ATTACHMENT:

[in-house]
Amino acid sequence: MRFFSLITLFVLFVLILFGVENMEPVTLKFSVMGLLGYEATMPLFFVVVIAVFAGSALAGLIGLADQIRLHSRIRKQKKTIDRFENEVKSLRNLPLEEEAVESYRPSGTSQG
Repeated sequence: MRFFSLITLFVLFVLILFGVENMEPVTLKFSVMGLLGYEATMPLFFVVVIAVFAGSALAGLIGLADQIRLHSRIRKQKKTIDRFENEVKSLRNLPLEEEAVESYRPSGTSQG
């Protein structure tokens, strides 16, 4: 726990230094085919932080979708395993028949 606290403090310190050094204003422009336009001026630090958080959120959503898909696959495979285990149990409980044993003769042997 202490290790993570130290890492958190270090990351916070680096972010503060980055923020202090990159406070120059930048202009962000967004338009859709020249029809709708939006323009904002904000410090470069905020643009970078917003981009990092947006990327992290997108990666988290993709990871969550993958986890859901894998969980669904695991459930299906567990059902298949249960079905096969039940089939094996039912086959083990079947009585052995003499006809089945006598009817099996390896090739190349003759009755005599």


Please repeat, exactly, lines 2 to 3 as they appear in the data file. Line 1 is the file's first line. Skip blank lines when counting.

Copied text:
Amino acid sequence: MRFFSLITLFVLFVLILFGVENMEPVTLKFSVMGLLGYEATMPLFFVVVIAVFAGSALAGLIGLADQIRLHSRIRKQKKTIDRFENEVKSLRNLPLEEEAVESYRPSGTSQG
Repeated sequence: MRFFSLITLFVLFVLILFGVENMEPVTLKFSVMGLLGYEATMPLFFVVVIAVFAGSALAGLIGLADQIRLHSRIRKQKKTIDRFENEVKSLRNLPLEEEAVESYRPSGTSQG